The homochirality, or isotacticity, of the natural amino acids facilitates the formation of regular secondary structures such as α-helices and β-sheets. However, many examples exist in nature where novel polypeptide topologies use both L- and D-amino acids. In this study, we explore how stereochemistry of the polypeptide backbone influences basic properties such as compactness and the size of fold space by simulating both lattice and all-atom polypeptide chains. We formulate a rectangular lattice chain model in both two and three dimensions, where monomers are chiral, having the effect of restricting local conformation. Syndiotactic chains with alternating chirality of adjacent monomers have a very large ensemble of accessible conformations characterized predominantly by extended structures. Isotactic chains on the other hand, have far fewer possible conformations and a significant fraction of these are compact. Syndiotactic chains are often unable to access maximally compact states available to their isotactic counterparts of the same length. Similar features are observed in all-atom models of isotactic versus syndiotactic polyalanine. Our results suggest that protein isotacticity has evolved to increase the enthalpy of chain collapse by facilitating compact helical states and to reduce the entropic cost of folding by restricting the size of the unfolded ensemble of competing states.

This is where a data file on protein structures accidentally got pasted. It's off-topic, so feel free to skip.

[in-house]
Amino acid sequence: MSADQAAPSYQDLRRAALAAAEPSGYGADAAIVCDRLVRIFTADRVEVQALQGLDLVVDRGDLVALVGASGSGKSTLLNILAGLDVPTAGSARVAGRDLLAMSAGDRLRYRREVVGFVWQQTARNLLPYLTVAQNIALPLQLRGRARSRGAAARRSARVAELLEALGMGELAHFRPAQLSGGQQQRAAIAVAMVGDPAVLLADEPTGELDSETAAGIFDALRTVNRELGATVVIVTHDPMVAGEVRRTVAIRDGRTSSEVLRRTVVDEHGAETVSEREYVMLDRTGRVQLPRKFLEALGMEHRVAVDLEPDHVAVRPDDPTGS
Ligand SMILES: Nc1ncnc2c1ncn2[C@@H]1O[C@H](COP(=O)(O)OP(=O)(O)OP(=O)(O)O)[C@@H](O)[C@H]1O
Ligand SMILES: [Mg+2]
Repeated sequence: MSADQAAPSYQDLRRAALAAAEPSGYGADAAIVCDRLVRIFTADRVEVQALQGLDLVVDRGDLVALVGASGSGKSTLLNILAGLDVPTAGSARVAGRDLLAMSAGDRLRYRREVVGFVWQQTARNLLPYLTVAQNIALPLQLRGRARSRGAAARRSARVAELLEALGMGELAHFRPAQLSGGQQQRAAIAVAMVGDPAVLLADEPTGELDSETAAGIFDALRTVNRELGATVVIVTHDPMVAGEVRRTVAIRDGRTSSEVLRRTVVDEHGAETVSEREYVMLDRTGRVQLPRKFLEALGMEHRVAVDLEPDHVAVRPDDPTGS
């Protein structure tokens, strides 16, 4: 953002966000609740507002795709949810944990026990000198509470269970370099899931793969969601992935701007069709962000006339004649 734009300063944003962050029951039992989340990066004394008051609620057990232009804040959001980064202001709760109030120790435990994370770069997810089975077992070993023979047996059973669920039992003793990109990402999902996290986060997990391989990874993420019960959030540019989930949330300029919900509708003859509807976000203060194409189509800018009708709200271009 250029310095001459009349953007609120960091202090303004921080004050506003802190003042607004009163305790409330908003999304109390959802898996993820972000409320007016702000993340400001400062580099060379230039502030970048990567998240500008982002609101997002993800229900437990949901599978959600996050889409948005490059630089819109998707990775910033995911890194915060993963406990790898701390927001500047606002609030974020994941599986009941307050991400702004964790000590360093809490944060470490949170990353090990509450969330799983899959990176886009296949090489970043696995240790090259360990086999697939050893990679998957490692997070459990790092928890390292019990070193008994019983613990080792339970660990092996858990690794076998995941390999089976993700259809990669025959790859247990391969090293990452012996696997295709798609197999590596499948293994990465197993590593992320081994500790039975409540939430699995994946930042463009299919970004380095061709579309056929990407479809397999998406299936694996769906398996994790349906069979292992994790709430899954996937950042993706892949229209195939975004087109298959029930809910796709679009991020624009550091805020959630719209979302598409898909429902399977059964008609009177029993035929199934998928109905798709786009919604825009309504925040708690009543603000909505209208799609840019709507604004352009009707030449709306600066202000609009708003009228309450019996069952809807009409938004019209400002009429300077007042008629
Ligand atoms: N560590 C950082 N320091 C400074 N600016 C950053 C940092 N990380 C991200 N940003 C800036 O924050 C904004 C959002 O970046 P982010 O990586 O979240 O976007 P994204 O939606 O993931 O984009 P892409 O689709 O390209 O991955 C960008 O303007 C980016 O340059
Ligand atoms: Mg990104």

All Science Journal Classification (ASJC) codes
- Molecular Biology
- Folding funnel
- Lattice chain model
- Protein design